Looking ahead: How the American Rescue Plan affects 2021 taxes
The 2020 tax filing deadline may have just passed, but it is never too early to start planning for filing your 2021 taxes. This post is the first of two that provide an overview of how the American Rescue Plan may affect some individual’s 2021 taxes.
Child and Dependent Care Credit Increased for 2021 Only
The new law increases the amount of the credit and the percentage of employment-related expenses for qualifying care considered in calculating the credit. It modifies the phase-out of the credit for higher earners and makes it refundable for eligible taxpayers.
For 2021, eligible taxpayers can claim qualifying employment-related expenses up to:
- $8,000 for one qualifying individual, up from $3,000 in prior years, or
- $16,000 for two or more qualifying individuals, up from $6,000.
The maximum credit in 2021 increased to 50% of the taxpayer’s employment-related expenses, which equals $4,000 for one qualifying individual or $8,000 for two or more qualifying individuals. When figuring the credit, subtract employer-provided dependent care benefits, such as those provided through a flexible spending account, from the total employment-related expenses.
A qualifying individual is a dependent under the age of 13 or a dependent or spouse of any age who is incapable of self-care and who lives with the taxpayer for more than half of the year.
As before, the more you earn, the lower the percentage of employment-related expenses that are considered in determining the credit. However, under the new law, more individuals will qualify for the new maximum 50% of employment-related expenses credit percentage rate. That’s because the adjusted gross income level at which the credit percentage starts to phase out is raised to $125,000. Above $125,000, the 50% credit percentage goes down as income rises. It is entirely unavailable for any taxpayer with an adjusted gross income over $438,000.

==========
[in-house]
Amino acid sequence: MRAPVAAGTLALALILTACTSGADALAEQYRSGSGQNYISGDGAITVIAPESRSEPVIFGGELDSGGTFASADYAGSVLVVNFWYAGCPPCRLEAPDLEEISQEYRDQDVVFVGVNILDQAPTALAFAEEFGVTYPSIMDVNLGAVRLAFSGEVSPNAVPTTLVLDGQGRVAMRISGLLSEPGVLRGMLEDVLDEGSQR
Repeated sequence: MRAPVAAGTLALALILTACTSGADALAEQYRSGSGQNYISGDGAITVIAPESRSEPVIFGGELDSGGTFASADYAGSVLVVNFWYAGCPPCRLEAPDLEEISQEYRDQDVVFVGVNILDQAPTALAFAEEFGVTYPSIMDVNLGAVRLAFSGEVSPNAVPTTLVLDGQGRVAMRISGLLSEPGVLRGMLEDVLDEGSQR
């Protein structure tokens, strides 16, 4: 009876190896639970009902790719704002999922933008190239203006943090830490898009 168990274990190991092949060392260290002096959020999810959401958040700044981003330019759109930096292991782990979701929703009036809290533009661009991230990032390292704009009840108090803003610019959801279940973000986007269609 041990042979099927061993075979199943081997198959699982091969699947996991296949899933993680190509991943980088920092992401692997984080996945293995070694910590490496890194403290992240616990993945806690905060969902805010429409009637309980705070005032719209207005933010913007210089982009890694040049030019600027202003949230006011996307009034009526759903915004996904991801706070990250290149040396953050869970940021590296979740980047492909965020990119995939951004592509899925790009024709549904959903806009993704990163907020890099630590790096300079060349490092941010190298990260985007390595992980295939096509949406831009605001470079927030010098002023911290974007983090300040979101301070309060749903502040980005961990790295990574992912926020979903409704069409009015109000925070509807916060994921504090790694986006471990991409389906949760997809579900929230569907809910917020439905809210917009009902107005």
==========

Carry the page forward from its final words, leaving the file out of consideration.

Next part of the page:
The credit is fully refundable for the first time in 2021. This means an eligible taxpayer can receive it even if they owe no federal income tax. To be eligible for the refundable portion of the credit, a taxpayer, or the taxpayer’s spouse if filing a joint return, must reside in the United States for at least half of the year.
Workers Can Set Aside More in a Dependent Care FSA
For 2021, the maximum amount of tax-free employer-provided dependent care benefits increased to $10,500. This means an employee can set aside $10,500 in a dependent care flexible spending account instead of the normal $5,000.
Workers can only do this if their employer adopts this change. Employees should contact their employer for details.
Childless EITC Expanded for 2021
For 2021 only, more workers without qualifying children can qualify for the earned income tax credit, a fully refundable tax benefit that helps many low- and moderate-income workers and working families. The maximum credit is nearly tripled for these taxpayers and is, for the first time, available to younger workers. Now, it also has no age limit cap.
For 2021, EITC is generally available to filers without qualifying children who are at least 19 years old with earned income below $21,430 and $27,380 for spouses filing a joint return. The maximum EITC for filers with no qualifying children is $1,502.
Another change for 2021 allows individuals to figure the EITC using their 2019 earned income if it was higher than their 2021 earned income. In some instances, this option will give them a larger credit.
A Final Note
Contact your tax professional for more detailed information regarding your particular tax situation, and stay tuned for Part 2.
Stay safe. Stay well.
Bayshore CPA’s, P.A. are your local Certified Public Accountants
and Tax Resolution Specialists conveniently located
in Mooresville, North Carolina
Image: Photo 216810616 / American Rescue Plan © 777ers | Dreamstime.com